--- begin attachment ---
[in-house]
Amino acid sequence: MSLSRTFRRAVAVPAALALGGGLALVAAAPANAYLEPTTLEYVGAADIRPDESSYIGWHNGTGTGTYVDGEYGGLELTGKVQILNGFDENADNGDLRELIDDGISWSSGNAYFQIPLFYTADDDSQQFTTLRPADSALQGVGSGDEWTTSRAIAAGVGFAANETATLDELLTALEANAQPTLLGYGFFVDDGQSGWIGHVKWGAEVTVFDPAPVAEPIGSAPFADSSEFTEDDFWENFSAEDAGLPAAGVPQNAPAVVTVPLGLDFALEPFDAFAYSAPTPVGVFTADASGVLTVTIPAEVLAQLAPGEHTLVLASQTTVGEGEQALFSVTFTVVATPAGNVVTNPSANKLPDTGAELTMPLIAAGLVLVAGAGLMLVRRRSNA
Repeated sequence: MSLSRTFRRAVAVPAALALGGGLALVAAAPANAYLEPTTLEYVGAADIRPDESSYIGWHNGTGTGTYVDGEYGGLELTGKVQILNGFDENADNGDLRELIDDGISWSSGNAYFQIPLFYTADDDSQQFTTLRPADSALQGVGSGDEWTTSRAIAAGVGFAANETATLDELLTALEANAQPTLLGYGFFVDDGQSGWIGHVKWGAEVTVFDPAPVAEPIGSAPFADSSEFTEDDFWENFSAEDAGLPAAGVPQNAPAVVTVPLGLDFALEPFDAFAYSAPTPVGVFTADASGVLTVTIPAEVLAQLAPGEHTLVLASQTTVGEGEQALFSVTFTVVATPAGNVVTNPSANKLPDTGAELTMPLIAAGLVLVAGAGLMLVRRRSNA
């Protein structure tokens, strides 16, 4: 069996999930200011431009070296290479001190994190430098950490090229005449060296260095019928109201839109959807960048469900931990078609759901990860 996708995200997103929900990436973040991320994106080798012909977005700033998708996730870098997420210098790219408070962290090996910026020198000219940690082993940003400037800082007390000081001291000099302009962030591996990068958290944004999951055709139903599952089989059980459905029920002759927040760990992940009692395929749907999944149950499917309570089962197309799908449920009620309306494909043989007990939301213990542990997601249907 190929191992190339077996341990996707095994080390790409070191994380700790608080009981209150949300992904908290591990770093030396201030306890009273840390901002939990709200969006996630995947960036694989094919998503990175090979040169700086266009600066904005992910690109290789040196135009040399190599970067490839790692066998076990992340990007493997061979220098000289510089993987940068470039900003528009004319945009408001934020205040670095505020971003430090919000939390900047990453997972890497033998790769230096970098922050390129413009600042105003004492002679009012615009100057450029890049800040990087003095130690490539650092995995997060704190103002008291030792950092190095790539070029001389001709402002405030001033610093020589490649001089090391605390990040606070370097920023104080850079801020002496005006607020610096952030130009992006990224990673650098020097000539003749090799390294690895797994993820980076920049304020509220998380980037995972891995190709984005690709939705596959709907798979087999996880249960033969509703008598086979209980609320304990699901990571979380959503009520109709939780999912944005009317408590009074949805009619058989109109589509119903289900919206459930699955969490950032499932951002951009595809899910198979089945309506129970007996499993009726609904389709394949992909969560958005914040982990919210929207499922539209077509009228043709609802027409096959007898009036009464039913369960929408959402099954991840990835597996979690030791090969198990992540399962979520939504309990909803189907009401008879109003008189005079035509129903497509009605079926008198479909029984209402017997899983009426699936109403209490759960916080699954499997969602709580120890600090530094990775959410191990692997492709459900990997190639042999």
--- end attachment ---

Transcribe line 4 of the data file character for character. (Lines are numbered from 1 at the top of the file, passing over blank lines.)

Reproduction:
């Protein structure tokens, strides 16, 4: 069996999930200011431009070296290479001190994190430098950490090229005449060296260095019928109201839109959807960048469900931990078609759901990860 996708995200997103929900990436973040991320994106080798012909977005700033998708996730870098997420210098790219408070962290090996910026020198000219940690082993940003400037800082007390000081001291000099302009962030591996990068958290944004999951055709139903599952089989059980459905029920002759927040760990992940009692395929749907999944149950499917309570089962197309799908449920009620309306494909043989007990939301213990542990997601249907 190929191992190339077996341990996707095994080390790409070191994380700790608080009981209150949300992904908290591990770093030396201030306890009273840390901002939990709200969006996630995947960036694989094919998503990175090979040169700086266009600066904005992910690109290789040196135009040399190599970067490839790692066998076990992340990007493997061979220098000289510089993987940068470039900003528009004319945009408001934020205040670095505020971003430090919000939390900047990453997972890497033998790769230096970098922050390129413009600042105003004492002679009012615009100057450029890049800040990087003095130690490539650092995995997060704190103002008291030792950092190095790539070029001389001709402002405030001033610093020589490649001089090391605390990040606070370097920023104080850079801020002496005006607020610096952030130009992006990224990673650098020097000539003749090799390294690895797994993820980076920049304020509220998380980037995972891995190709984005690709939705596959709907798979087999996880249960033969509703008598086979209980609320304990699901990571979380959503009520109709939780999912944005009317408590009074949805009619058989109109589509119903289900919206459930699955969490950032499932951002951009595809899910198979089945309506129970007996499993009726609904389709394949992909969560958005914040982990919210929207499922539209077509009228043709609802027409096959007898009036009464039913369960929408959402099954991840990835597996979690030791090969198990992540399962979520939504309990909803189907009401008879109003008189005079035509129903497509009605079926008198479909029984209402017997899983009426699936109403209490759960916080699954499997969602709580120890600090530094990775959410191990692997492709459900990997190639042999």